Connecticut Poised To Repeal Death Penalty

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Illinois repealed its death penalty law earlier this month, and Connecticut looks ready to do the same. Supporters of the death penalty are hoping that timing will be on their side. A very high profile murder case goes to trial just as legislators in Hartford are debating the abolition of capitol punishment.


Just a few weeks after Illinois eliminated the death penalty, a bill in Connecticut would do the same thing. And as the bill is debated, a jury is being selected for one of the most notorious murder trials in Connecticut history. Diane Orson of member station WNPR reports.

DIANE ORSON: Two paroled felons were arrested in 2007 and charged in a brutal triple homicide in the suburban town of Cheshire. They allegedly broke into the home of Dr. William Petit, held his family hostage for hours, sexually assaulted his wife and younger daughter, and set the home on fire, killing the mother and two daughters, who were 11 and 17 years old. Dr. Petit was beaten, but survived. He's been outspoken in his calls for the death penalty and addressed reporters outside the courthouse last year after the first defendant was sentenced to death.

Dr. WILLIAM PETIT: I think in a civilized society people need to be responsible for their actions, especially when they're viciously violent and create wanton destruction.

ORSON: Now jury selection is underway for the second defendant, just as state lawmakers are debating a repeal of Connecticut's death penalty. State Representative Gary Holder-Winfield is sponsoring the bill.

State Representative GARY HOLDER-WINFIELD (Democrat, Connecticut): I recognize what that trial does to public opinion. I recognize what it does to inflame the passions of people. But whether or not people are feeling a certain way, I don't think has anything to do with whether or not I should be looking to do what I think is the right thing.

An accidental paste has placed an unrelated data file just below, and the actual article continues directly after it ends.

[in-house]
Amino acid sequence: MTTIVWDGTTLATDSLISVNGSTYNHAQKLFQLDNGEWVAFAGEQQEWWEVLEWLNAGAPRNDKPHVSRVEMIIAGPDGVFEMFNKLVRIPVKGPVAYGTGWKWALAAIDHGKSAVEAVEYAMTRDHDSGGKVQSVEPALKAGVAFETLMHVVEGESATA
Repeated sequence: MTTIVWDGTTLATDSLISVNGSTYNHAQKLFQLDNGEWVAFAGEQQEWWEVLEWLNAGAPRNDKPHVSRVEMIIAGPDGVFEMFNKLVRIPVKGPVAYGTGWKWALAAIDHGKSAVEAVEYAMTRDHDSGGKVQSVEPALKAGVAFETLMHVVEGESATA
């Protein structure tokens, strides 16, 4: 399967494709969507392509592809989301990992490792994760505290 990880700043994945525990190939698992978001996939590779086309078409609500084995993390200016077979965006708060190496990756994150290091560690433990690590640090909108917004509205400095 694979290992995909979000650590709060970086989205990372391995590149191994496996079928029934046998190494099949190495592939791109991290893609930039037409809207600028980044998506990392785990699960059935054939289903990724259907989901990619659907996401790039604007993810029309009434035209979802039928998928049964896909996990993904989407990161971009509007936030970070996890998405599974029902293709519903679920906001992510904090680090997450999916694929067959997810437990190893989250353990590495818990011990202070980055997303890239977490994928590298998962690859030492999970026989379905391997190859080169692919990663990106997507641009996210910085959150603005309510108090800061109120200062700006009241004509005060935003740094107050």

ORSON: There are 10 men on death row in Connecticut. The state's executed one person in the past 50 years after he waived his right to appeal. If this bill becomes law, Connecticut would no longer sentence people to death.

Repeal wouldn't affect inmates currently on death row or the men accused in the Cheshire murders. But State Senator John Kissel, a death penalty supporter, says that could change.

State Senator JOHN KISSEL (Republican, Connecticut): My argument to that is if that bill does indeed pass, and it appears to have substantial support, that the public defender's office will then pursue appeals for all those folks on death row. Essentially we're debating as to whether we're going to have a death penalty, period.

ORSON: Illinois Governor Pat Quinn signed a death penalty repeal in early March. Capital punishment was repealed in New Mexico in 2009. A recent Quinnipiac University poll finds Connecticut residents support the death penalty 67 to 28 percent - a new high. Richard Dieter, executive director of the Death Penalty Information Center, says that's not surprising.

Mr. RICHARD DIETER (Executive Director, Death Penalty Information Center): We've seen this in other cases where there's a high-profile crime that's been committed. It's a vote against those defendants, against that crime.

ORSON: But supporters of the bill say the state can't afford the high cost of death penalty cases. Public defender Thomas Ullmann represented the first defendant in the Cheshire murder trials. He says that case has already cost Connecticut $2 million.

Mr. THOMAS ULLMANN (Attorney): And we're looking at 10 to 15 to 20 years of appellate procedures ahead of us. So here we are in the middle of an incredible budgetary nightmare in the state of Connecticut - and many other states around the country - and yet we have this open spigot in capital prosecutions.

ORSON: A bill to abolish the death penalty reached the desk of former Governor Jodi Rell in 2009, but she vetoed it in part she said because of the Cheshire murders. Connecticut's new Governor Dannel Malloy has said that if the current bill reaches his desk, he'll sign it.

For NPR News, I'm Diane Orson in New Haven.�

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